This navigational instrument may have belonged to French explorer Samuel de Champlain.

Written by Anne-Gaëlle Weber

Posted February 15, 2023

This astrolabe, dated 1603, is usually attributed to the French explorer and cartographer Samuel de Champlain. It was discovered in 1867 near the Ottawa River. This navigation instrument allows the user to determine his location by measuring the position of the sun, the moon, and the stars.

Champlain certainly possessed such an object. He would have used it to cross Atlantic Ocean, when he was appointed by the King of France to search for a westward route to China and the Indies. Champlain made twelve trips to North America between 1603 and 1635, and explored the northeast coast of Canada and the St. Lawrence River. He certainly used an astrolabe such as this to map the places he explored.

During his third trip in 1608, he founded the colony of Quebec, which became the first permanent French settlement in North America, on the site of the former Indigenous village of Stadacona. The Iroquoian inhabitants had abandoned the site for reasons that might have included wars, epidemics, and failed harvests.

Champlain decided to establish his colony at the site due to its proximity to fur trade routes. In addition, the high cliffs at Cap Diamant provided an excellent defensive position and allowed the French colonists to monitor the movement of watercraft on the St. Lawrence River. Finally, Champlain believed the site’s fertile soils and relatively temperate climate gave it a certain agricultural potential, which would allow settlers to become self-sufficient.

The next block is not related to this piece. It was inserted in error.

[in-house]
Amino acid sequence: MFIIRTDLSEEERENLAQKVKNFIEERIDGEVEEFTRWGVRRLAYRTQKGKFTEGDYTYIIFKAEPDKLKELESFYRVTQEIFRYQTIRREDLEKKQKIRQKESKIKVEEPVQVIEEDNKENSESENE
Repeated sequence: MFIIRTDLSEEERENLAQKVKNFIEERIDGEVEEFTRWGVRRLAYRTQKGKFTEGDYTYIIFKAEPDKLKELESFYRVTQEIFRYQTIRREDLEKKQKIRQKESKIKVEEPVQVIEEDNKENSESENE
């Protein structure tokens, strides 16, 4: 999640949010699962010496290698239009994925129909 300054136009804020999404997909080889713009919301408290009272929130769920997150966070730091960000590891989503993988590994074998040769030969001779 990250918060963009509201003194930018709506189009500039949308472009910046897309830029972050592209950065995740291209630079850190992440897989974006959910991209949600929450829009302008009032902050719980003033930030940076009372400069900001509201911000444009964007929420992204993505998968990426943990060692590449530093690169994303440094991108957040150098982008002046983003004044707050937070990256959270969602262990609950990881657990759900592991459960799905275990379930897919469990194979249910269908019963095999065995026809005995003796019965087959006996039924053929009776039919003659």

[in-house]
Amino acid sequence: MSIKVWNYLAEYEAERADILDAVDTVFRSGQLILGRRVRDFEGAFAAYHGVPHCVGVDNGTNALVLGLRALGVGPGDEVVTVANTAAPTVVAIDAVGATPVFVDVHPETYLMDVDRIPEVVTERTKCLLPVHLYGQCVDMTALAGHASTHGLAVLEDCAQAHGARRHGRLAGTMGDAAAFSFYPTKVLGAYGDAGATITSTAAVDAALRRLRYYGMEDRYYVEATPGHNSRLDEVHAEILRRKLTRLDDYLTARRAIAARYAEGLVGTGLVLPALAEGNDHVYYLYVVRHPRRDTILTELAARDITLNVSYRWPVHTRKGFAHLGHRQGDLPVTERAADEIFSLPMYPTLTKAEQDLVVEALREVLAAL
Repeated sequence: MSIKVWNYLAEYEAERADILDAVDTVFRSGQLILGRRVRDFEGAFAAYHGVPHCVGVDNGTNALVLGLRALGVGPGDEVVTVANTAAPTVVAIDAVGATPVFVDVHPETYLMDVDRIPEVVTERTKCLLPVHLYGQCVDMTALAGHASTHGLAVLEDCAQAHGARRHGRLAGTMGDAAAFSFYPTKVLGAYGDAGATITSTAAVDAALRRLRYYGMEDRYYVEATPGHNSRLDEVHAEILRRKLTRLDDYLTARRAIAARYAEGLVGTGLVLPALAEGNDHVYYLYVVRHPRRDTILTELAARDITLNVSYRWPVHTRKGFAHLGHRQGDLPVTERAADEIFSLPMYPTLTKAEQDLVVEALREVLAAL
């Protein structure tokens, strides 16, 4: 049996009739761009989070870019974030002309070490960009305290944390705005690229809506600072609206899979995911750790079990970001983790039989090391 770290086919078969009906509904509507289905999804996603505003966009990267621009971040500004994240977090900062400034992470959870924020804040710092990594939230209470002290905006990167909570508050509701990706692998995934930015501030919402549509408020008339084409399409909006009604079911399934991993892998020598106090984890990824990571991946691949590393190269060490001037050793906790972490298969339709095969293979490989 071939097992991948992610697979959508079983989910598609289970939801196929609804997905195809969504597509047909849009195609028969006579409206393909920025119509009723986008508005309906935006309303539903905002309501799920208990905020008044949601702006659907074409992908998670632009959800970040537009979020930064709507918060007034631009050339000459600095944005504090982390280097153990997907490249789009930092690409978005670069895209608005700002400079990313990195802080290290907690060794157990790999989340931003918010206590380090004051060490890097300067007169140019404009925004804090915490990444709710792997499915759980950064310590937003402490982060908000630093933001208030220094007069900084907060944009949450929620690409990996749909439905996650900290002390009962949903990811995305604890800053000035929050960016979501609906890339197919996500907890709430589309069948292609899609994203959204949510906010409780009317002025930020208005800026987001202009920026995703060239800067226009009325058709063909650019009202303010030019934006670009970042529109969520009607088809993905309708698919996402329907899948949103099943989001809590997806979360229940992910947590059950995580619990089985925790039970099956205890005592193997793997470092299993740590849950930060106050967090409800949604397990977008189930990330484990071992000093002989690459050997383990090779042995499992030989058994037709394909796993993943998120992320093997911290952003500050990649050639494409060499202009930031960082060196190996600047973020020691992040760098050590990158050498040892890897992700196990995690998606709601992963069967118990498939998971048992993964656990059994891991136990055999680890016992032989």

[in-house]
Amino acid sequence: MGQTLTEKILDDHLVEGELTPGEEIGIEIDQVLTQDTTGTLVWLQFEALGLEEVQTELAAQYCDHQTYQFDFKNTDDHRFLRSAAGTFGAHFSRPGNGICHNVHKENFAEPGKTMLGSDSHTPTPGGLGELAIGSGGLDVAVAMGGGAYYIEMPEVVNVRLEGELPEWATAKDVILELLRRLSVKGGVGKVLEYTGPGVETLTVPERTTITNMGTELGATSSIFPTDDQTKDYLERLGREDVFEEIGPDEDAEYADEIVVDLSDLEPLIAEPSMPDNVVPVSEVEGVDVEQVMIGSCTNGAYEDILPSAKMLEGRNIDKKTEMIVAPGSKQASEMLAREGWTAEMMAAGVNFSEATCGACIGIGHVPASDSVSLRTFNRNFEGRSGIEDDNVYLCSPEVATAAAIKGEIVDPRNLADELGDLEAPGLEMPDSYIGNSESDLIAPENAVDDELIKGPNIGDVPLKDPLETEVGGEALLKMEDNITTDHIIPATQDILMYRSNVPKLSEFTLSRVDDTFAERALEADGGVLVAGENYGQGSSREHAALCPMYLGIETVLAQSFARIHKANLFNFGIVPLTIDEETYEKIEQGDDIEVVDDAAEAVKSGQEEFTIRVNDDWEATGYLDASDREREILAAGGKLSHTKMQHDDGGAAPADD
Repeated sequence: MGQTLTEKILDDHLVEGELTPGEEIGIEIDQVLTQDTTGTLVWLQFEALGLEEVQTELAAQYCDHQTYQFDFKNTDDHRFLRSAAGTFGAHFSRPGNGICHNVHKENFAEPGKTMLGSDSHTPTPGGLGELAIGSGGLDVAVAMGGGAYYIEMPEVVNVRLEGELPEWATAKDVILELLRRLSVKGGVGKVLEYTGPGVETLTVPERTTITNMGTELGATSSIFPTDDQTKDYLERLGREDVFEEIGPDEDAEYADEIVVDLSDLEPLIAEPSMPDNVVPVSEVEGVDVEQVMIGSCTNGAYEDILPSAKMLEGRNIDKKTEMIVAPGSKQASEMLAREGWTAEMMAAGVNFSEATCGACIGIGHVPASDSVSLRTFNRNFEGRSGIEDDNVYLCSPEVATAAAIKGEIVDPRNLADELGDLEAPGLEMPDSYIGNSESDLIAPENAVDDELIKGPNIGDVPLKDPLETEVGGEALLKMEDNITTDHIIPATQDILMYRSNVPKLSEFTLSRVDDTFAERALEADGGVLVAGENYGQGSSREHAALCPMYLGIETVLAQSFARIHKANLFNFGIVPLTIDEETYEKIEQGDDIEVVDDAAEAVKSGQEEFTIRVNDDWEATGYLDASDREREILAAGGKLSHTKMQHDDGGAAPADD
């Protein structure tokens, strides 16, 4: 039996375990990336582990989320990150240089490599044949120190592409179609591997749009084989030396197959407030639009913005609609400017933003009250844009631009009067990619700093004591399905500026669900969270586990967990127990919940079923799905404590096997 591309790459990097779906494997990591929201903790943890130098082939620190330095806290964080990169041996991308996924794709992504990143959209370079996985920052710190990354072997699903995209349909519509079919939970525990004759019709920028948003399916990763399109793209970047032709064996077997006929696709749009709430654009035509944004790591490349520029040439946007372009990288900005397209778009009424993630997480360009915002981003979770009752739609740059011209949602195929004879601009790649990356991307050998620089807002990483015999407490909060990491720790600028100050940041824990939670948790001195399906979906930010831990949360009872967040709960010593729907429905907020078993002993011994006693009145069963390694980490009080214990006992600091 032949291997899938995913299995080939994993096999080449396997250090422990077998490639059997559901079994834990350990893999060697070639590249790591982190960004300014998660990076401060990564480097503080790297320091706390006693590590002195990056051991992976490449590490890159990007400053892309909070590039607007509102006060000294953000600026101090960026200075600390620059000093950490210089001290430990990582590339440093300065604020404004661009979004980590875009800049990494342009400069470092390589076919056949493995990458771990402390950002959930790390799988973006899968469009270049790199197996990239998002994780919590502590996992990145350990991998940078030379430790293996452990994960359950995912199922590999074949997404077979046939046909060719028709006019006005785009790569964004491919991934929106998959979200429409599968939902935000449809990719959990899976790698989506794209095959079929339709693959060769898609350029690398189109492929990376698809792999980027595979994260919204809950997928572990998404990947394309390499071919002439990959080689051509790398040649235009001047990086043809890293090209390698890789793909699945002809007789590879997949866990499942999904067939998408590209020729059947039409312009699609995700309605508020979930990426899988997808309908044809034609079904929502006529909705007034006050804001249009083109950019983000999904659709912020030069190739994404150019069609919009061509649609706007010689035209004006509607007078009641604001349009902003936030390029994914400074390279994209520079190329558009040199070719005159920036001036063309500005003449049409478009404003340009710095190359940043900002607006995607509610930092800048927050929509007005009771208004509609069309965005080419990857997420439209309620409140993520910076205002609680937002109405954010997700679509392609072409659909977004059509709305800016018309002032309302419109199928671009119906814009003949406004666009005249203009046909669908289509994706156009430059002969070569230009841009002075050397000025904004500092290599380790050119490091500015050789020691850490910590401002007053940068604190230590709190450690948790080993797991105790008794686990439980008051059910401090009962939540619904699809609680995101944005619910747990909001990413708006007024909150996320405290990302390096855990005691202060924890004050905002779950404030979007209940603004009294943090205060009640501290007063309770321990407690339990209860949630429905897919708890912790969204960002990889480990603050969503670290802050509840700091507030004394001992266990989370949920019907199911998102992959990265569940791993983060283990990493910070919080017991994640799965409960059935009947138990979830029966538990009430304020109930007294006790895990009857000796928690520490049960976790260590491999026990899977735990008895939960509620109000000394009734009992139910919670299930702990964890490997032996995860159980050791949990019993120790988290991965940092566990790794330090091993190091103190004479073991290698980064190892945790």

You could win a free book!

Sign up for any of our newsletters and be eligible to win one of many book prizes available.

This object resides at Canadian Museum of History

This article originally appeared in Cinquante Merveilles de nos musées: les plus beaux trésors de la Francophonie Canadienne. The special interest publication was part of Projet Portage, a five-year initiative to connect history lovers in French and English Canada, generously supported by the Molson Foundation.

Related to Science & Technology